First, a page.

Nineteenth-century French painting is one of the strength of the collection of the Kunsthalle Bremen. Works by Eugène Delacroix, Claude Monet and Vincent van Gogh were acquired in the early twentieth century under the museum’s first director, Gustav Pauli. The focus on French Romanticism, the Barbizon School and Impressionism were subsequently extended. A new area of collecting featured major works by the avant-garde group Les Nabis, including paintings by Pierre Bonnard, Maurice Denis, Félix Vallotton, Edouard Vuillard and, recently, Paul Sérusier.
As part of a project funded by the Getty Foundation, a catalogue of this important aspect of the collection by Dorothee Hansen and Henrike Holsing was published in August 2011. The objective was to review the collection in the light of the latest academic findings, updating the last comprehensive publication on nineteenth-century painting in the Kunsthalle Bremen of 1973. The study took into account the latest specialist literature as well as recent provenance research, which had not featured prominently during the 1970s. Restorers from the Kunsthalle Bremen and students of restoration from the Cologne University of Applied Sciences also examined the works in terms of their technique and present condition.
Around 170 paintings by French artists from Classicism to Cubism were examined, among them some forty works acquired over the past thirty-seven years. These include works by Eugène Carrière and the most recent addition to the collection, the painting Ecce Homo by Eugène Deacroix. The research revealed some surprises even among the apparently well-known paintings: the signature of Alfred Sisley on Tree-Lined Road near a Small Town turned out to be a forgery; beneath it stood the name of a little-known Impressionist of the second generation, Paul Vogler. Three paintings that had long been thought to be works by the Romantic Eugène Delacroix – including the large Lion Hunt – were re-categorised and attributed to his student Pierre Andrieu. With other paintings, new research led to revised titles. Pierre-Auguste Renoir’s Mediterranean Landscape, for example, had always been entitled View of Morillon. It could now be established that the bay depicted is that of Toulon.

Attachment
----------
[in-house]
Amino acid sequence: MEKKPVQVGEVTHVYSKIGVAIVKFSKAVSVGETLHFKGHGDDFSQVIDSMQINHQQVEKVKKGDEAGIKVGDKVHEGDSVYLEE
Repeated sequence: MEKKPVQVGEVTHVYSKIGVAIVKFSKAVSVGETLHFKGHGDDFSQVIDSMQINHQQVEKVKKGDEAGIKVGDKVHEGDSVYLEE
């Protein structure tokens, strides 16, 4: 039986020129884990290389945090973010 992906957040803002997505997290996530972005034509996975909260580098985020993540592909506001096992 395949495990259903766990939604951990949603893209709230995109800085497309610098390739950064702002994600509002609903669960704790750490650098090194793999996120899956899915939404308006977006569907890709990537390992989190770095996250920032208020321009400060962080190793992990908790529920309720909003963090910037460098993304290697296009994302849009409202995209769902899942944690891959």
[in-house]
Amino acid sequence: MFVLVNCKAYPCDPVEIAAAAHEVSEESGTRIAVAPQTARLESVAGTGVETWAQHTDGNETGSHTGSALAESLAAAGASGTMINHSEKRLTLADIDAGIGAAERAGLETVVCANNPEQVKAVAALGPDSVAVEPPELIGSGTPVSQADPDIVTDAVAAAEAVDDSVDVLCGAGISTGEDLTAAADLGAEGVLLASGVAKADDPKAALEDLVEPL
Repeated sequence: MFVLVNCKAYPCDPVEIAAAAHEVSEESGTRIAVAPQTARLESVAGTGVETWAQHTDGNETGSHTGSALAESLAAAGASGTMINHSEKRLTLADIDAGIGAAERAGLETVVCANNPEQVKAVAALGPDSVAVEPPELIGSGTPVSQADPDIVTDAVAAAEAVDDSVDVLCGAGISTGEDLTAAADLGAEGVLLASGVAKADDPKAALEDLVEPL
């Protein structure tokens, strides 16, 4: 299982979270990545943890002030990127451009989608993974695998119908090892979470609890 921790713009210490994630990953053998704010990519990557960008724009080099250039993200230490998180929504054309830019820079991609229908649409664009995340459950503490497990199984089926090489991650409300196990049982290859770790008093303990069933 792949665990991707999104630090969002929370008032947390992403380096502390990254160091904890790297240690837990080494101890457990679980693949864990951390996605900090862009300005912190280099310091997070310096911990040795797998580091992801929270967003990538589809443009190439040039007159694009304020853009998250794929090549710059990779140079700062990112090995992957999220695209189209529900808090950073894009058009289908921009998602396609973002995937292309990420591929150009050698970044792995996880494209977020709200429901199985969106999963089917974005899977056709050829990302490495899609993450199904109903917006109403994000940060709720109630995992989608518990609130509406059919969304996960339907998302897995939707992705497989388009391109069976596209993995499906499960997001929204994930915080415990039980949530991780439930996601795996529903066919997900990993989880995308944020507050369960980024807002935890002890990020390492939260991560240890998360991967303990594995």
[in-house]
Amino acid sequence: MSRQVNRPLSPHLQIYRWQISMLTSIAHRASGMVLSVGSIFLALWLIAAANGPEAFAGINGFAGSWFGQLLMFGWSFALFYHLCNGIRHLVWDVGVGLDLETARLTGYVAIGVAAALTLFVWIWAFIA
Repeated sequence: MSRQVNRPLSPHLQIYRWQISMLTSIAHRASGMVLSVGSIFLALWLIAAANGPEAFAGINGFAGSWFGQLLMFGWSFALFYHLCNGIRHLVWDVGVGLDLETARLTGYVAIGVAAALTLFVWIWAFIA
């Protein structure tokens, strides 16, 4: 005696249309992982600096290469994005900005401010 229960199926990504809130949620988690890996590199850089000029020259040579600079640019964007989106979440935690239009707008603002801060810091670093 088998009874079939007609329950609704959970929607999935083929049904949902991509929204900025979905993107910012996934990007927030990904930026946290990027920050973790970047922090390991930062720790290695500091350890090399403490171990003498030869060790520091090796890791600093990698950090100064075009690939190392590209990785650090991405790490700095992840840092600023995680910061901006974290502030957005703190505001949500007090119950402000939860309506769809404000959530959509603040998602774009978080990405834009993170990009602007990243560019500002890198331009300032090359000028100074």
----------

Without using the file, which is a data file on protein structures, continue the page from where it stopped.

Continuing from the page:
At the re-opening of the Kunsthalle Bremen in August 2011 the results of the two-year research project were presented to experts and the wider public in a comprehensive catalogue: Vom Klassizismus zum Kubismus. Bestandskatalog der französischen Malerei in der Kunsthalle Bremen [From Classicism to Cubism. Inventory Catalogue of French Painting in the Kunsthalle Bremen]. This book, which was supported by the Ebelin and Gerd Bucerius ZEIT Foundation, is intended both as a contribution to scholarly research and to increase the public’s awareness of the collection.